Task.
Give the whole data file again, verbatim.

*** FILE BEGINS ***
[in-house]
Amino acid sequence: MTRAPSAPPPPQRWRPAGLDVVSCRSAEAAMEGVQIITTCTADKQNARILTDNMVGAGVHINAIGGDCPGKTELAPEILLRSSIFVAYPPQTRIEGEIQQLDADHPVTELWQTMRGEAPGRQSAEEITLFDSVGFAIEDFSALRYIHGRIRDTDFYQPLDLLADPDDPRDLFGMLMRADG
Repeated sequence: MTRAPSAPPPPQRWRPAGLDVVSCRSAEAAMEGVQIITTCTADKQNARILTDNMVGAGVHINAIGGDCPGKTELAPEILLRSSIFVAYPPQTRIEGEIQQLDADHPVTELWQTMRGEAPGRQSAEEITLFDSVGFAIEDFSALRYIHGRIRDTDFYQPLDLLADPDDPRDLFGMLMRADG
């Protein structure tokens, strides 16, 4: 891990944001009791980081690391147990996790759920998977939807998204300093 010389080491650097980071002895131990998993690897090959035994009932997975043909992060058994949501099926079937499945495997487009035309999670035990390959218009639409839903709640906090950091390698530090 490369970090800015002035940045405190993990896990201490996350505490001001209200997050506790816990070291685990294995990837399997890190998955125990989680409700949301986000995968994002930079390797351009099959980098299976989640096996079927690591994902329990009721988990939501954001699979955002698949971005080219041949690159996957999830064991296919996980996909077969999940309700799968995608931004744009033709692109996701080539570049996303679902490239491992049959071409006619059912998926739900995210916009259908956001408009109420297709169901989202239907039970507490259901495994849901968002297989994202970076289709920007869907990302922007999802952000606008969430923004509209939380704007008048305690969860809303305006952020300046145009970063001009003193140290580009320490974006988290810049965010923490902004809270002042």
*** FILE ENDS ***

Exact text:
[in-house]
Amino acid sequence: MTRAPSAPPPPQRWRPAGLDVVSCRSAEAAMEGVQIITTCTADKQNARILTDNMVGAGVHINAIGGDCPGKTELAPEILLRSSIFVAYPPQTRIEGEIQQLDADHPVTELWQTMRGEAPGRQSAEEITLFDSVGFAIEDFSALRYIHGRIRDTDFYQPLDLLADPDDPRDLFGMLMRADG
Repeated sequence: MTRAPSAPPPPQRWRPAGLDVVSCRSAEAAMEGVQIITTCTADKQNARILTDNMVGAGVHINAIGGDCPGKTELAPEILLRSSIFVAYPPQTRIEGEIQQLDADHPVTELWQTMRGEAPGRQSAEEITLFDSVGFAIEDFSALRYIHGRIRDTDFYQPLDLLADPDDPRDLFGMLMRADG
């Protein structure tokens, strides 16, 4: 891990944001009791980081690391147990996790759920998977939807998204300093 010389080491650097980071002895131990998993690897090959035994009932997975043909992060058994949501099926079937499945495997487009035309999670035990390959218009639409839903709640906090950091390698530090 490369970090800015002035940045405190993990896990201490996350505490001001209200997050506790816990070291685990294995990837399997890190998955125990989680409700949301986000995968994002930079390797351009099959980098299976989640096996079927690591994902329990009721988990939501954001699979955002698949971005080219041949690159996957999830064991296919996980996909077969999940309700799968995608931004744009033709692109996701080539570049996303679902490239491992049959071409006619059912998926739900995210916009259908956001408009109420297709169901989202239907039970507490259901495994849901968002297989994202970076289709920007869907990302922007999802952000606008969430923004509209939380704007008048305690969860809303305006952020300046145009970063001009003193140290580009320490974006988290810049965010923490902004809270002042």